An Outdoor View: Respect for king salmon

On June 4, the Department of Fish and Game opened the Kenai River to fishing for king salmon, but with one catch: It’s OK to play with the fish, but don’t eat them.


It might be OK with the Department of Fish and Game, but it’s not OK with me to hook and “play” these particular fish. According to the Emergency Order that makes this abuse legal, “Kenai River king salmon are experiencing a period of low productivity and, since 2009, below average run strength.” Why, then, are people allowed to fish for them when and where they are most vulnerable, and when no one can be certain that adequate numbers will return and spawn?

Fish and Game opened the Kenai River to catch-and-release fishing, from the river’s mouth to a marker at the outlet of Skilak Lake. Nearly all of that 50 miles of river is used by king salmon to spawn.

When I first started fishing the Kenai in the early 1970s, I spent a lot of time fishing for rainbow trout and silver salmon in the first five miles of river downstream from Skilak Lake. It didn’t take long to figure out where the kings were spawning. No matter what you drifted near them, they grabbed it. While fishing for trout with Glo-bug egg-imitations, I hooked several dark-red, hook-jawed kings that were obviously spawning.

The first time this happened, I was using an ultra-light spinning outfit with 6-pound-test line. The king, at least a 30-pounder, didn’t put up much of a fight, but I’d never caught anything that big on light tackle. At the time, I felt proud of having won what seemed like a battle. Trouble is, I was so caught up in the fun, I hadn’t thought about unintended consequences. I hadn’t thought that I might be causing this fish to use the last of the energy it would need in order to spawn. I hadn’t thought.

Since then, I’ve tried to avoid spawning kings. Whenever I feel that heavy weight that signals that I’ve hooked one, I simply point my rod at it and break my line. I’m sure other fishermen have done the same thing. It’s just the right thing to do. You don’t mess with fish that are trying to reproduce. And if that fish has already exhausted most of its energy and isn’t in good condition to begin with, you’ve got to be a little “off” to pile on more stress on purpose.

Why, then, did the Department of Fish and Game declare open season on hooking king salmon just for the fun of it?

The Emergency Order was issued by the Division of Sport Fish. Something that has nagged at me for years is that fishing for salmon with rod and reel is done under sport-fishing regulations. I wonder about that word “sport.” How “sporting” is it to play with a species that might be on the brink of extinction?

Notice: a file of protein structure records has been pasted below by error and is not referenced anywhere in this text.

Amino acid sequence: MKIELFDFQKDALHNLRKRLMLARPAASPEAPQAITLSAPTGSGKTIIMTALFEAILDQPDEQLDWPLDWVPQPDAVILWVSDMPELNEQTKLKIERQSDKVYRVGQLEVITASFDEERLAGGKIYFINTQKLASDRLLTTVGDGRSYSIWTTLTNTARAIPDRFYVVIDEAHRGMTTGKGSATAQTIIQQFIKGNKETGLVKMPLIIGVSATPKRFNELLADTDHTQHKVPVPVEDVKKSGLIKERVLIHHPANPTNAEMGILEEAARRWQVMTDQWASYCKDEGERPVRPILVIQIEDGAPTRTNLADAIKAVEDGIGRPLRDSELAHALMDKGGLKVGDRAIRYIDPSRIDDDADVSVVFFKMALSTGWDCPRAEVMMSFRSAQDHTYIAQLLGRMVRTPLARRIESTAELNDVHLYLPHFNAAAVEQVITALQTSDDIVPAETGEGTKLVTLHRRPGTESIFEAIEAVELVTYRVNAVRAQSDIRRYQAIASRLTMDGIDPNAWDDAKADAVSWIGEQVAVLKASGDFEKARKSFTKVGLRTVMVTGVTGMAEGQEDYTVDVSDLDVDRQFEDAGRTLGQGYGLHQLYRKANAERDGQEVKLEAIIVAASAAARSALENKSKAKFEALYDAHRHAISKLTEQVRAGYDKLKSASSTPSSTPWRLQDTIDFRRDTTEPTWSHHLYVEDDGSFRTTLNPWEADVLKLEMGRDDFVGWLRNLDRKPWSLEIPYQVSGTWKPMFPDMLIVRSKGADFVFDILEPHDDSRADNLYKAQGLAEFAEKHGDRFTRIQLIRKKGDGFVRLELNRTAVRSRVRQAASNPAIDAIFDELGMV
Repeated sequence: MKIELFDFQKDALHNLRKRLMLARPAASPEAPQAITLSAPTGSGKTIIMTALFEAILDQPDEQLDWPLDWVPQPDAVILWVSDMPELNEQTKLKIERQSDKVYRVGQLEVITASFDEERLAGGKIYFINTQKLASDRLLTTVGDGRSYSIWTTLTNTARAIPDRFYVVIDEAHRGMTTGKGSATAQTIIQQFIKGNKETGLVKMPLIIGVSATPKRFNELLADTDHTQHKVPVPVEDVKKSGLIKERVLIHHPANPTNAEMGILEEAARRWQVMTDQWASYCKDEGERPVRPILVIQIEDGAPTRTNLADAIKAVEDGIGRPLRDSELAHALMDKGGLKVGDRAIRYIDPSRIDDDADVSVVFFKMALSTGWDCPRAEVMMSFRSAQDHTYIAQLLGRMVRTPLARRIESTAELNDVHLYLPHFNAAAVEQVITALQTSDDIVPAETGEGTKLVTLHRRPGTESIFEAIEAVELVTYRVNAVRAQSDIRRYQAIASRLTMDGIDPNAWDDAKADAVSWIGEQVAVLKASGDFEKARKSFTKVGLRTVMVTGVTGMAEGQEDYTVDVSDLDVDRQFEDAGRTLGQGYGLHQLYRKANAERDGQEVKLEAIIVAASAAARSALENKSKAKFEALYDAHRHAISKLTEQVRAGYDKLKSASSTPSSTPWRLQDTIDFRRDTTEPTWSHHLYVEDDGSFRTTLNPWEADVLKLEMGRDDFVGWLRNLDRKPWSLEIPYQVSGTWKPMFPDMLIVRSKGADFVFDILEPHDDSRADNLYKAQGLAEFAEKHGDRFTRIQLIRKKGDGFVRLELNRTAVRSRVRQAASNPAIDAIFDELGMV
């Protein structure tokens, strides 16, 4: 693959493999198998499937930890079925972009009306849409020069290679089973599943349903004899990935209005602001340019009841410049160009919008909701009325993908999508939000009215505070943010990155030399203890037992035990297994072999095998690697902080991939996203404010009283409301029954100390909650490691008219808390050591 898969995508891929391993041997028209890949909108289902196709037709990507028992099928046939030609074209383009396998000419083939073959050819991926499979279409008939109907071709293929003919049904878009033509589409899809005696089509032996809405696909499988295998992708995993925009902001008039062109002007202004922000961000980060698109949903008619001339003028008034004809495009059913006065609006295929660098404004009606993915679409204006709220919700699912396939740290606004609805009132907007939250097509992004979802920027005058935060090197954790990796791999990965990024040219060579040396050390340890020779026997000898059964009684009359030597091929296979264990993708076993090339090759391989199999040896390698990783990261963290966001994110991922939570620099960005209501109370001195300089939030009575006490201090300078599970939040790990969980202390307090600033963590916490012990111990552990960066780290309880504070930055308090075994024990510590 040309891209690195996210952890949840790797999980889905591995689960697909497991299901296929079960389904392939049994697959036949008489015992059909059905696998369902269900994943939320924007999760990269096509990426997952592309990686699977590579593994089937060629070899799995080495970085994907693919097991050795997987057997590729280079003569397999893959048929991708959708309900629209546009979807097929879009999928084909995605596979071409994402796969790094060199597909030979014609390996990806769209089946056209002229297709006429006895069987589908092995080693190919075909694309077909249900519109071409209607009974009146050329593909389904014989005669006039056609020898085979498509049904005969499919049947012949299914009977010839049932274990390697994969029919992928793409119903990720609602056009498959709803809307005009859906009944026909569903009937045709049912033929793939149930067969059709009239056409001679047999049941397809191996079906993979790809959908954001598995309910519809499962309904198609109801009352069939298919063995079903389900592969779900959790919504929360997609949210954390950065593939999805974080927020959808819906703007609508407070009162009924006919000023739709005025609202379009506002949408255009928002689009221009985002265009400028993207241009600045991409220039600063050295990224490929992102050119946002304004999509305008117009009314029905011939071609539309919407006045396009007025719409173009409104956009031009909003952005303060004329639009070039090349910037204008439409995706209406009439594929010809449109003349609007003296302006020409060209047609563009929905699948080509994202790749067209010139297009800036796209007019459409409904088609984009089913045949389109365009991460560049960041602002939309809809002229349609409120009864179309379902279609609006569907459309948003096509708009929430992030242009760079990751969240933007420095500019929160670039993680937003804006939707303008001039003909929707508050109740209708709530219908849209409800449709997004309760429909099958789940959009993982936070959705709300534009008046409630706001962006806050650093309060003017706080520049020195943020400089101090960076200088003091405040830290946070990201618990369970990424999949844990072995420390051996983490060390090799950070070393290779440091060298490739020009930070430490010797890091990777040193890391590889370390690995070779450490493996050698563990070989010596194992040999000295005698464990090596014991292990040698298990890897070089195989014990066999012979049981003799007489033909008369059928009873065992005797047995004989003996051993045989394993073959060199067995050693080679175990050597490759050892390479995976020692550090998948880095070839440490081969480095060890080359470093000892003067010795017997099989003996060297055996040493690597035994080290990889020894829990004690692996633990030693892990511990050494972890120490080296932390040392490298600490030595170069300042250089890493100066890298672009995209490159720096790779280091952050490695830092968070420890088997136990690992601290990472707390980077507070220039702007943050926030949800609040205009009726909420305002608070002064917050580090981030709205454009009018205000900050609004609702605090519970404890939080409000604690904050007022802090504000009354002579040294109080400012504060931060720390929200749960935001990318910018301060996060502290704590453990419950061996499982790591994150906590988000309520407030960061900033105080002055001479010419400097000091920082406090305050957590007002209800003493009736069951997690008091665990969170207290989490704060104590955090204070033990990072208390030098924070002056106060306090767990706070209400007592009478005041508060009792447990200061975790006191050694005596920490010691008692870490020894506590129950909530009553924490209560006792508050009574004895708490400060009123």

Extinction might seem like a stretch, but not if you consider that it has happened to many runs of salmon in other parts of the world, and could happen here. The Kenai River was “discovered” a relatively few years ago. Give us time, and we can git ‘er done.

I’m encouraged by the fact that many people are concerned about salmon and habitat. For example, two proposals the Alaska Board of Fisheries will be considering early next year are about moving the upper limit of where fishing for king salmon can occur on the Kenai. The new boundary would be 4.5 miles downstream from Skilak Lake. This would help protect both early-run and late-run kings spawning in that area.

I’m all for any proposal that will help protect these vulnerable fish. Fishing for trout and Dolly Varden has become extremely popular in the past few years in the area just below Skilak Lake. The new regulation wouldn’t prevent anglers from unintentionally hooking spawning king salmon. That’s going to happen, whether or not any kind of fishing is allowed. But it would stop anglers from catch-and-release fishing for king salmon on purpose in this prime spawning area.

If you haven’t guessed by now, I’m against catch-and-release fishing for salmon. I’ve done it in the past, but no more. I have too much respect for salmon to play with them. To me, the most noble use of salmon is as food. And if there aren’t enough of them to justify harvesting some for food, they shouldn’t be abused by an activity that causes them additional stress.

Not many years ago, I lived to fish for king salmon in the Kenai, but I’ve stopped fishing for them in recent years. It’s unlikely that I’ll fish for them this year. Until the runs recover fully, they need all the peace, quiet and respect they can get.

Les Palmer can be reached at


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